Daniel S. Gianola is a Professor of Materials at the University of California Santa Barbara and can be reached at: firstname.lastname@example.org. He is currently the faculty director of the Microscopy and Microanalysis Facility at UCSB, which is a central shared facility with over 400 active users. Dr. Gianola joined the Materials Department at UCSB in early 2016 after holding the positions of Associate Professor and Skirkanich Assistant Professor, all in the Department of Materials Science and Engineering at the University of Pennsylvania. He received a BS degree from the University of Wisconsin-Madison and his PhD degree from Johns Hopkins University. Prior to joining the University of Pennsylvania, Gianola was an Alexander von Humboldt Postdoctoral Fellow at the Forschungszentrum Karlsruhe (now Karlsruhe Institute of Technology) in Germany. Dr. Gianola is the recipient of the National Science Foundation CAREER, Department of Energy Early Career, and TMS Early Career Faculty Fellow awards. His research group at UCSB specializes in research dealing with deformation at the micro- and nanoscale, particularly using in situ nanomechanical testing techniques.
4:10 pm Presentation
“Breakup of Bubbles Driven by Vortex Ring Collision”
Presented by YINGHE QI (Adviser: Prof. Ni)
We present an experimental investigation of bubble breakup at the moment when two vortex rings collide with each other head on at high Reynolds numbers. At this moment, as the vortex cores break into finer scales, bubbles will experience strong fluctuations of local shear and pressure at multiple length scales, reproducing a flow environment that bubbles tend to experience in fully-developed turbulence. In this study, we use the piston-cylinder arrangement to produce and control the vortex ring collision, and the timing of bubble injection is adjusted to vary the distance between bubbles and the location where two vortex cores touch each other. Four high-speed cameras are used to simultaneously measure both the bubble breakup process as well as the surrounding flow. This study will help us to explore the idea of bubble-eddy collision that has been widely used in describing bubble deformation and breakup in fully-developed turbulence.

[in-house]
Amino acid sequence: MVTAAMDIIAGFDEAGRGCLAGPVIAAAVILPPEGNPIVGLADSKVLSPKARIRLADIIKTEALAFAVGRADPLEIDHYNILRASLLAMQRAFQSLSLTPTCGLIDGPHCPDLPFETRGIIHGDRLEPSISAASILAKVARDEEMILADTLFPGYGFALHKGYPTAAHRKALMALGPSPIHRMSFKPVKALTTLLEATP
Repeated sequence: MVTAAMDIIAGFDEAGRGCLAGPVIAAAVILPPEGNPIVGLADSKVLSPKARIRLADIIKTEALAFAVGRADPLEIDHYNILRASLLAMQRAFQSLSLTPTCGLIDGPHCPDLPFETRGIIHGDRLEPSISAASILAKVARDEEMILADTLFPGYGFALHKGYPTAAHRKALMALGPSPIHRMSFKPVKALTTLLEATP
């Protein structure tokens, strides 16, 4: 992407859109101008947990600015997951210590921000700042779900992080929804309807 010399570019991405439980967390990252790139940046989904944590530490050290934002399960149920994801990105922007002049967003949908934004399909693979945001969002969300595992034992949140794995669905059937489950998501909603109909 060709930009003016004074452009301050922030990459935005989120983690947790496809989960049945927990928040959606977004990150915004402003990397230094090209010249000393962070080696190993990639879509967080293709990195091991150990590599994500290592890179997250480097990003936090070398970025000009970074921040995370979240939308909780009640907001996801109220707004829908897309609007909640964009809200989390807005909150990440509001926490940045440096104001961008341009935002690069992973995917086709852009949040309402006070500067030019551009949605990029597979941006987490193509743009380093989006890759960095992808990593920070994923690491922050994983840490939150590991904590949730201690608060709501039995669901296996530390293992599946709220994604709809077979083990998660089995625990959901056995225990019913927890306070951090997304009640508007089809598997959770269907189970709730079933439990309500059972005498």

4:35 pm Presentation
“Fractional Gradient Based Subgrid-Scale Models of Turbulence”
Presented by PATRICIO CLARK DI LEONI (Adviser: Prof. Meneveau)
In large eddy simulations, the effects of the unresolved scales are encapsulated in the turbulence subgrid-scale model. Whether the model can reproduce the correct two-point correlations in the filtered velocity field in LES is governed by its Karman-Howarth equation, and specifically whether the model correctly captures the two-point correlation functions between the stresses and the filtered strain-rates. Inspired by this statistical necessary condition, we develop a model that takes into account non-local effects by using fractional derivatives, and evaluate its performance using data from the Johns Hopkins Database (JHTDB). Starting from direct numerical simulation data of homogeneous isotropic turbulence and channel flows, we filter the data to separate the small and large scales, and calculate the two-point stress-strain rate correlations for the exact case and for models (a-priori) with different fractional orders. We observe that the Smagorinsky model based on standard gradients fails to produce the long-range correlations observed in the exact case, while the fractional-gradient models capture the longer tails of the true correlations. As one approaches the wall in channel flow, more complex, highly anisotropic behavior is found.